Each house in the temple complex had light wells, so that during the day every room was illuminated. In Alan and Ariadne’s house, as in every other household, we went to bed when it was dark and rose at first light. Of course, on feast days and celebrations, we stayed up past bedtime and used torchlight.

Jolyon lived by himself in a small house added to the side of Alan and Ariadne’s house. This was customary, I learned, when children grew up.

I’d been there only a day or two when I realized the priestesses ran everything: the government, the granaries, the potteries, the manufacture of furniture, the weaving, the religion, and farming. There were no kings as head of government or even as religious leaders. The men were engaged in building and maintaining the ships or sailing them across The Great Green to trade the highly prized green-gold Minoan olive oil with Egypt, the cities along the Levantine Coast, and North Africa.. When they returned with wonderful jewelry, exotic fruits, and other products, it was an occasion for community feasting.

Learning this, I asked Jolyon why he and Alan were around all the time.

“In your time we would be called hydraulic engineers,” Jolyon explained. “It’s up to my father and me to keep the water running through the pipes here at the temple complex and to solve problems like blockages.”

Life was infused with worship of the Great Goddess, the mother goddess who gave life, nourished it, and took it away. Women enjoyed a higher status than men: the priestesses decided when feast days and dancing would be held, accounted for all contributions to the common food supply, led the prayers offered morning, noon, and evening.

It took real mental acrobatics and many deep breaths to adjust to the other culture shocks: the way I was expected to dress, for instance. The morning after my arrival Ariadne gave me a linen skirt to wear. The closest modern approximation would be a wraparound skirt, tied at the back. She gave me a belt, but my waist was too big, so I had to leave that off. Finally, there was the bolero, which was like a modern bolero except—it had no front.

“I can’t go out in public with my breasts exposed,” I protested to Ariadne, although hers were exposed too. She simply looked blank, but Alan and Jolyon understood. Jolyon gave me a piece of cloth like a stole, which I wore around my neck so that it hung down in front.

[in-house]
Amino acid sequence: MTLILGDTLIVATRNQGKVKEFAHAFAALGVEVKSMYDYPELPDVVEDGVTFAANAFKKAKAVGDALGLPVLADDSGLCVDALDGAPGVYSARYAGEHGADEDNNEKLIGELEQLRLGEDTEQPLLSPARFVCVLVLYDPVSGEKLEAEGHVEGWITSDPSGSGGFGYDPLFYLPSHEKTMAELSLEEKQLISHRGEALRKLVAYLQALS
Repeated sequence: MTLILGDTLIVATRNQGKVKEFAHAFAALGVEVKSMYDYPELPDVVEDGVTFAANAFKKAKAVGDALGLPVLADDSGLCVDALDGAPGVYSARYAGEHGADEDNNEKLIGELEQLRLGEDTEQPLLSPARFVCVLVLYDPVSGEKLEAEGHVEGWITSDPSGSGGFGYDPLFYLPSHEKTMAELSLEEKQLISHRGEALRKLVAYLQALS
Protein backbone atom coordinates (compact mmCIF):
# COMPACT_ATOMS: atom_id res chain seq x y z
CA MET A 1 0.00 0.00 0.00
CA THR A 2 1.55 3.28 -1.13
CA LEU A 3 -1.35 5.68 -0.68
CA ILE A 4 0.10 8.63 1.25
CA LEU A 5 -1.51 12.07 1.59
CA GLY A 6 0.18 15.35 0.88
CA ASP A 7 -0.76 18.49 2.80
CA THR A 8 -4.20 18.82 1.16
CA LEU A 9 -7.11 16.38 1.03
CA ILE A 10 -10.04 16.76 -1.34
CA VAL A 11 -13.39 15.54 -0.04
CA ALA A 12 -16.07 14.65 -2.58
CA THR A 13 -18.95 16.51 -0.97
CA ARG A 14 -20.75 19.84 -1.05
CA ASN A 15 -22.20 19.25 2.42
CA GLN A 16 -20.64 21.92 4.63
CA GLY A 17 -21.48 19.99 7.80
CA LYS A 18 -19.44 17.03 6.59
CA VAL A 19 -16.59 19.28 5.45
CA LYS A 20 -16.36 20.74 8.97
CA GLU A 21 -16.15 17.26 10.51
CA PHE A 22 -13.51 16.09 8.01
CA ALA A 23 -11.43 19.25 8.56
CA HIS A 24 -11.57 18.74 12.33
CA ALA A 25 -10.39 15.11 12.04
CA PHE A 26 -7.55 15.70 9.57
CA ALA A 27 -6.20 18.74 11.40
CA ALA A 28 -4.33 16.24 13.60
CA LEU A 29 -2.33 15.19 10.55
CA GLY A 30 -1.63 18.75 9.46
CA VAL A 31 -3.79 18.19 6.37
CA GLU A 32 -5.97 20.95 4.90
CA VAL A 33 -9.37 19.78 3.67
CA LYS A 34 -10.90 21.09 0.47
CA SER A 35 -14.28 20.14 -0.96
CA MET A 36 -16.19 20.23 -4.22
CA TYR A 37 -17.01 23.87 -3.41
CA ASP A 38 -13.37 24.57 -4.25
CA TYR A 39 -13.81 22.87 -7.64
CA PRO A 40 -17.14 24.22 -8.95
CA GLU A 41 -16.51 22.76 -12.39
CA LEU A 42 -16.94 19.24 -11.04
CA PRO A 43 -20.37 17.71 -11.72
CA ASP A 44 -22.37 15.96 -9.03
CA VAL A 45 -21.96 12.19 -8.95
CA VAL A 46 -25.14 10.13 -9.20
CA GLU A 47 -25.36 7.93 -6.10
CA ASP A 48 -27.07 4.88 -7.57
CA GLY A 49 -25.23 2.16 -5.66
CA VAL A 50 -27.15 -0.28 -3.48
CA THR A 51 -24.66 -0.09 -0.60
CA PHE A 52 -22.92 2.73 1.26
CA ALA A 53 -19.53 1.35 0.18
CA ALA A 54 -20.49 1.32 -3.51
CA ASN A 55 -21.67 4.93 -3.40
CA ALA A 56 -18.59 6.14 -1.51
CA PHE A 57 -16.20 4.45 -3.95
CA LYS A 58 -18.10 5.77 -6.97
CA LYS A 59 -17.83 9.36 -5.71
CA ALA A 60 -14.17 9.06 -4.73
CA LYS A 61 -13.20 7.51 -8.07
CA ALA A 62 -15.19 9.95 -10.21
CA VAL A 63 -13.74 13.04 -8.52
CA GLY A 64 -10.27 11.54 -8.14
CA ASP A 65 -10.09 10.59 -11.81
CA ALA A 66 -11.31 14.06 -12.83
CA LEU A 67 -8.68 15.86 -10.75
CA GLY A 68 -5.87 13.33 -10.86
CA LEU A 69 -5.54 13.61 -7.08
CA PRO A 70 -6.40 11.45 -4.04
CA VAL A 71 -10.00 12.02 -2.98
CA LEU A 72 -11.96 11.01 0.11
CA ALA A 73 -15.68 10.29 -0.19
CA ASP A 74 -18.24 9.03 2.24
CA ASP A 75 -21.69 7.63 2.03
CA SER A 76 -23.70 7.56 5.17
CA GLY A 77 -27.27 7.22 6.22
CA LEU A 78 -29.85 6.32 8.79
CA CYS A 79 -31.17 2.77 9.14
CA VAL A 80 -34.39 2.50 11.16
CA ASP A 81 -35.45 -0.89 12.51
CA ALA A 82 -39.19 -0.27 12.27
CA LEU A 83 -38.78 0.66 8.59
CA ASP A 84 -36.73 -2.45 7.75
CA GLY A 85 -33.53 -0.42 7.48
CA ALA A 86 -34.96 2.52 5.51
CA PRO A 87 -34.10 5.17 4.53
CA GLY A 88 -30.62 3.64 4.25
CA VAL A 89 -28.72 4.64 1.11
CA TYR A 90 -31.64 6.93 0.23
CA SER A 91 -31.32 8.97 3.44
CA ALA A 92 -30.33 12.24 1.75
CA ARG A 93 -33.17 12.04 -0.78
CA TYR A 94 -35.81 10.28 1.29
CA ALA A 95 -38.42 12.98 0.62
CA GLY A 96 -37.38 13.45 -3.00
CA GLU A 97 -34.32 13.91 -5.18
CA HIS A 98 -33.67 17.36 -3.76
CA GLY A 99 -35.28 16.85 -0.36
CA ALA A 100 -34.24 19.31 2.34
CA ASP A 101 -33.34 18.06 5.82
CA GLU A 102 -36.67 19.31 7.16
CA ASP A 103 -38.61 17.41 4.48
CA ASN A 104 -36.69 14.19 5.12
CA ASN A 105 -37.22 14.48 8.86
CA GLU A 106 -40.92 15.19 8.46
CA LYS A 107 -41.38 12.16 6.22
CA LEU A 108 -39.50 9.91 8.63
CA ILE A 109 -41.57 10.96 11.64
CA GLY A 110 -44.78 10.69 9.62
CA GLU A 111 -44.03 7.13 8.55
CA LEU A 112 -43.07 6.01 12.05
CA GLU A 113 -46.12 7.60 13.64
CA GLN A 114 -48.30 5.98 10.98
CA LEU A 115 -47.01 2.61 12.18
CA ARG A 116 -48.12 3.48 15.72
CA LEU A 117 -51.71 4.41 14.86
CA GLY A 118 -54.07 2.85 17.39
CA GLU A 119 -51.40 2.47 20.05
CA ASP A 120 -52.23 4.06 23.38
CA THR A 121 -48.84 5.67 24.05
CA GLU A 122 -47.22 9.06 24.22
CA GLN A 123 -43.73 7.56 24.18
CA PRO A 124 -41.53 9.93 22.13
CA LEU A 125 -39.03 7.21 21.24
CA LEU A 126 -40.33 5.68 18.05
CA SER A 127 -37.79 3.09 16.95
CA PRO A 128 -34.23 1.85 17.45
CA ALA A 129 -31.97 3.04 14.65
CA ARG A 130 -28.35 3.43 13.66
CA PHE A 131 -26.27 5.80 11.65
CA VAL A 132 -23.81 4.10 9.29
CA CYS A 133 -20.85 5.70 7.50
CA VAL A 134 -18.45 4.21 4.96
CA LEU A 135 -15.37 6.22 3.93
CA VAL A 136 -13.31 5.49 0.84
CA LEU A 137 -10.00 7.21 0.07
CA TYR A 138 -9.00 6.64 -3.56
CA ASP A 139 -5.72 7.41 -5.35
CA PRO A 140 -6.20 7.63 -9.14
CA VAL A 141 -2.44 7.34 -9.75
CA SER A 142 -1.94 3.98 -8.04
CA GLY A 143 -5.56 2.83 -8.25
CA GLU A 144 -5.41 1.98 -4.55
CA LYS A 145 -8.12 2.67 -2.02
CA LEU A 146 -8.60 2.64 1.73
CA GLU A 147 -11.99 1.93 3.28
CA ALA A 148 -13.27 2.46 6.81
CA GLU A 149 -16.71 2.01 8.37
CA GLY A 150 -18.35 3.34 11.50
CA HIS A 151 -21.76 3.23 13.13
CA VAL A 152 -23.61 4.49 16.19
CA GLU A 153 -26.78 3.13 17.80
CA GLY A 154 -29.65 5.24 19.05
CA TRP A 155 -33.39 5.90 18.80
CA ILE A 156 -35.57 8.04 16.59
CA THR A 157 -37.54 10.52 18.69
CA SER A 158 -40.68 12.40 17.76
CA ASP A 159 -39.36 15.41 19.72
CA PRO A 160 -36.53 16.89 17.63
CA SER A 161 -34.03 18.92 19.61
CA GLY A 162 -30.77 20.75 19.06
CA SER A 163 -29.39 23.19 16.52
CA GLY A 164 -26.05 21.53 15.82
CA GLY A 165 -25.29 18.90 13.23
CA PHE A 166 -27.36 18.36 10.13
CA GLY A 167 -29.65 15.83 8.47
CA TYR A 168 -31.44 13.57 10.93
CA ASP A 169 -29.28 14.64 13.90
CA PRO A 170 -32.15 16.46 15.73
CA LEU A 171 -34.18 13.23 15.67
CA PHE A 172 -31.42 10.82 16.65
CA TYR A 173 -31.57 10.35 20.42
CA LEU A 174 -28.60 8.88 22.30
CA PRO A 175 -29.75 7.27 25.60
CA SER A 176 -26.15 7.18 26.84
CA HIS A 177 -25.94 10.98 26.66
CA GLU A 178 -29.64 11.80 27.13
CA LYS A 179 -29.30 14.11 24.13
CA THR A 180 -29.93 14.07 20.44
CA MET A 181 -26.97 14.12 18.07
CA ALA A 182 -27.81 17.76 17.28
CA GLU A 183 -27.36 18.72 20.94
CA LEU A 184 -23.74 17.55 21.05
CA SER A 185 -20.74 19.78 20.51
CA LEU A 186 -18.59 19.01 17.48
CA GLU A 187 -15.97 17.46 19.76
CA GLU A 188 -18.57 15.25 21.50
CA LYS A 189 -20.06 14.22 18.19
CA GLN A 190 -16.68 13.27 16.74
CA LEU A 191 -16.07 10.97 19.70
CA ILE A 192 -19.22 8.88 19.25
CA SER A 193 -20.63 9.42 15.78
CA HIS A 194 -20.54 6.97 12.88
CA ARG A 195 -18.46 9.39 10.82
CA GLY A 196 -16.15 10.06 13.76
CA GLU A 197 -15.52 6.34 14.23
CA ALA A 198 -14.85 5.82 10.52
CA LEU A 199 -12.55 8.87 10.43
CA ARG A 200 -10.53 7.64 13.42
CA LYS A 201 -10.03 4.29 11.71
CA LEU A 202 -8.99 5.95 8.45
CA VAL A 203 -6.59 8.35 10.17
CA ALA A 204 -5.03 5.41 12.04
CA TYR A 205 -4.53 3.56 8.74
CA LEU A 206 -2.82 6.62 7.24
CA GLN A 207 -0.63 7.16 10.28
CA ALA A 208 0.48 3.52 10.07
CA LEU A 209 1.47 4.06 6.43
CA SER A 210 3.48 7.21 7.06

However, when I went out with my new family to meet the priestesses and other members of society, I soon found that everyone was staring at me because my breasts were covered. After a few days I gave up and left the stole at home. They also stared at me because of my height. In my own time, my five feet six inches was regarded as average: here, people regarded me, Jolyon at five-eleven, and Alan at six-two, as giants.

It was interesting to live in a prepatriarchal society, where breasts were revered as the givers of the milk that sustained the beginning of human life rather than as shameful body parts to be hidden from view. Tiny breasts were molded on some of the amphorae manufactured by the potters, in tribute to the milk of life. Nudity in young children was almost de rigueur—in Creta’s hot climate, fewer clothes meant greater comfort.

The diet of vegetables, fruit, and bread, combined with physical labor, ensured that people were slender. Only on rare occasions was meat or fish eaten, generally on feast days. After a couple of weeks of the Minoan diet and constant walking, I lost the flab I’d acquired in graduate school studying for final exams.

Although a guest in my family’s house, I was expected to earn my keep. My knowledge of plants was soon put to good use: I was apprenticed to Yidinia, a priestess whose purview was healing. She led me on several expeditions outside the temple complex to find herbs for medicines.

One day she and I went to a hilly place by a clean, swift-running stream. What I saw growing there made me gasp with excitement, for just beyond the stream banks was an entire stand of sylphium, the giant fennel so over-harvested that it actually went extinct in Roman times. Sylphium was the most effective contraceptive used by women of the ancient Mediterranean world. So awestruck was I by this discovery that I was still smiling when I went home to dinner that night.

“What happened, Fiona? Your smile is a delight, much nicer than the worried frown you usually wear,” Jolyon said, but he said it light-heartedly. We were all sitting around the table under the light well built into the ceiling, eating dinner.